You know those authors you hear so much about but haven’t read before? That was me and Isabel Allende. So when my book club wanted to read a Latinx book for January, I suggested Allende’s most recent release. A Long Petal of the Sea was not what I was expecting at all. And my feelings for it were a roller coaster throughout the book. Keep reading this book review to find out what I thought.
In the late 1930s, civil war gripped Spain. When General Franco and his Fascists succeed in overthrowing the government, hundreds of thousands are forced to flee in a treacherous journey over the mountains to the French border. Among them is Roser, a pregnant young widow, who finds her life irreversibly intertwined with that of Victor Dalmau, an army doctor and the brother of her deceased love. In order to survive, the two must unite in a marriage neither of them wants, and together are sponsored by poet Pablo Neruda to embark on the SS Winnipeg along with 2,200 other refugees in search of a new life. As unlikely partners, they embrace exile and emigrate to Chile as the rest of Europe erupts in World War.
Starting over on a new continent, their trials are just beginning. Over the course of their lives, they will face test after test. But they will also find joy as they wait patiently for a day when they are exiles no more, and will find friends in the most unlikely of places. Through it all, it is that hope of being reunited with their home that keeps them going. And in the end, they will find that home might have been closer than they thought all along.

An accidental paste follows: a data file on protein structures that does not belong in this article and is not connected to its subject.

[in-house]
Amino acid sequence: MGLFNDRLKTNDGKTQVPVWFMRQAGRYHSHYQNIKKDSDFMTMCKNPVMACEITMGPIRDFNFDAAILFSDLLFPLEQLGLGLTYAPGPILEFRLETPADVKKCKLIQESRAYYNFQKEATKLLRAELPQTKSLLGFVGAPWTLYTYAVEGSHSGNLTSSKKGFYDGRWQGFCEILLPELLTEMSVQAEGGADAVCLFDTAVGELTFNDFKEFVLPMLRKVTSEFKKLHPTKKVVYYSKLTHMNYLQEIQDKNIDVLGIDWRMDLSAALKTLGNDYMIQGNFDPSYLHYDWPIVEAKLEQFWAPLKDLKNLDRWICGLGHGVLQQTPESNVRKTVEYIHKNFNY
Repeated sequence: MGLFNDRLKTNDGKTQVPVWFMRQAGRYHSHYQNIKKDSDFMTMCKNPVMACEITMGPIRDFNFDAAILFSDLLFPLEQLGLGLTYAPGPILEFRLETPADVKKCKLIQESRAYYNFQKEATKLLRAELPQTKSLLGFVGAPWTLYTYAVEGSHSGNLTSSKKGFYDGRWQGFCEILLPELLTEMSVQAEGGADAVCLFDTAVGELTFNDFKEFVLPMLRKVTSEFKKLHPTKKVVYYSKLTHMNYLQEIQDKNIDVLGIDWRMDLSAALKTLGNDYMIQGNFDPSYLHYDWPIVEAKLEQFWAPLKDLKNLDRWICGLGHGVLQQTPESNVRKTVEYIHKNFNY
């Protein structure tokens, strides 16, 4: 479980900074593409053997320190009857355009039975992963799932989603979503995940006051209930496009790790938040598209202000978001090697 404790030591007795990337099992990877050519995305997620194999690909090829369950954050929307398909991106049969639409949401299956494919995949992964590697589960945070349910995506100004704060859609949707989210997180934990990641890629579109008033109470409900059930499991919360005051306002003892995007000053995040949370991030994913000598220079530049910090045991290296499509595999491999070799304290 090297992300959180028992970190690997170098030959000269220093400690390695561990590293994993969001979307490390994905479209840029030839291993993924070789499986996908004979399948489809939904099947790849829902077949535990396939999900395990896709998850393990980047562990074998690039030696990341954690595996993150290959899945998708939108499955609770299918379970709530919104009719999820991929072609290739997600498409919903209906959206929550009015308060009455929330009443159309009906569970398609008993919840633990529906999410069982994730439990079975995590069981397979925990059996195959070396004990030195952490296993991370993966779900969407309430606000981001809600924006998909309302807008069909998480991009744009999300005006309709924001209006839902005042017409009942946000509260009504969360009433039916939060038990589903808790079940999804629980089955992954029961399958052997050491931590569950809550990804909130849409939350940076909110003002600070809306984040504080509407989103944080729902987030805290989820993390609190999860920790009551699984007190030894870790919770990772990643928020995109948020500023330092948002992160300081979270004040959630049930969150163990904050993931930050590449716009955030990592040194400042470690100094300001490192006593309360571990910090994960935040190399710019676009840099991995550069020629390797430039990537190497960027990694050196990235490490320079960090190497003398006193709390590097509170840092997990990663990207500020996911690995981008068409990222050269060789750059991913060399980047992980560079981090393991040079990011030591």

At the beginning I was not a fan of A Long Petal of the Sea. I wasn’t sure how the characters intersected and the action felt very much like, “this happens” and then “this happens” without space in between. But as I began to sink into A Long Petal of the Sea, I began to appreciate Allende’s story telling. What ended up striking me the most were the themes of home and identity that Allende explores. A Long Petal of the Sea is about the lives of Roser and Victor. The people they encounter, fragments of their stories, which combine to shift and impact our own.
A Long Petal of the Sea is a story full of political upheaval balanced with the struggles of our daily lives. It examines the ways in which the human spirits, our ideas of home, and family persevere. Unfolding the context and history Allende weaves a story of intersecting lives. Of the pressures of borders, political allegiances, and rebellion. How does our idea of home change as we become exiles? A Long Petal of the Sea sheds light on those who are punished in the precariousness of politics.
A Long Petal of the Sea showcases all the phases of turmoil and unrest in their lives. The amount of rebellions they have witnessed as countries are torn apart. The people in our lives who come back to us on the threads of fate. It’s about chronicling their lives, the ups and downs, and the in-betweens. About the things in life that are outside our control, that we do choose, and the ones we don’t.